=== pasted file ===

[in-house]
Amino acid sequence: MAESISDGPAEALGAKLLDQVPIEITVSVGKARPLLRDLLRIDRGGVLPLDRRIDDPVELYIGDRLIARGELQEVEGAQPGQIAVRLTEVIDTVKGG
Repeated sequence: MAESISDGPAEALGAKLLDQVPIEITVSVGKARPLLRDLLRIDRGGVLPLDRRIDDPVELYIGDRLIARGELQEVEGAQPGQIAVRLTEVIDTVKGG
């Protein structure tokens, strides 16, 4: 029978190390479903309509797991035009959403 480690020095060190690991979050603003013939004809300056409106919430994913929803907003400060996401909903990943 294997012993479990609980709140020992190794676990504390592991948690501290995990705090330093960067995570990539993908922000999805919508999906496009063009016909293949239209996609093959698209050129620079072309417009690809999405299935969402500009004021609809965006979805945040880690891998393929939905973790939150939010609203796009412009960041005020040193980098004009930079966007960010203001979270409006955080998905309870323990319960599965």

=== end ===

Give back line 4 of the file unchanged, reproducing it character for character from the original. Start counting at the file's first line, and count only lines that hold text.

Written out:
């Protein structure tokens, strides 16, 4: 029978190390479903309509797991035009959403 480690020095060190690991979050603003013939004809300056409106919430994913929803907003400060996401909903990943 294997012993479990609980709140020992190794676990504390592991948690501290995990705090330093960067995570990539993908922000999805919508999906496009063009016909293949239209996609093959698209050129620079072309417009690809999405299935969402500009004021609809965006979805945040880690891998393929939905973790939150939010609203796009412009960041005020040193980098004009930079966007960010203001979270409006955080998905309870323990319960599965």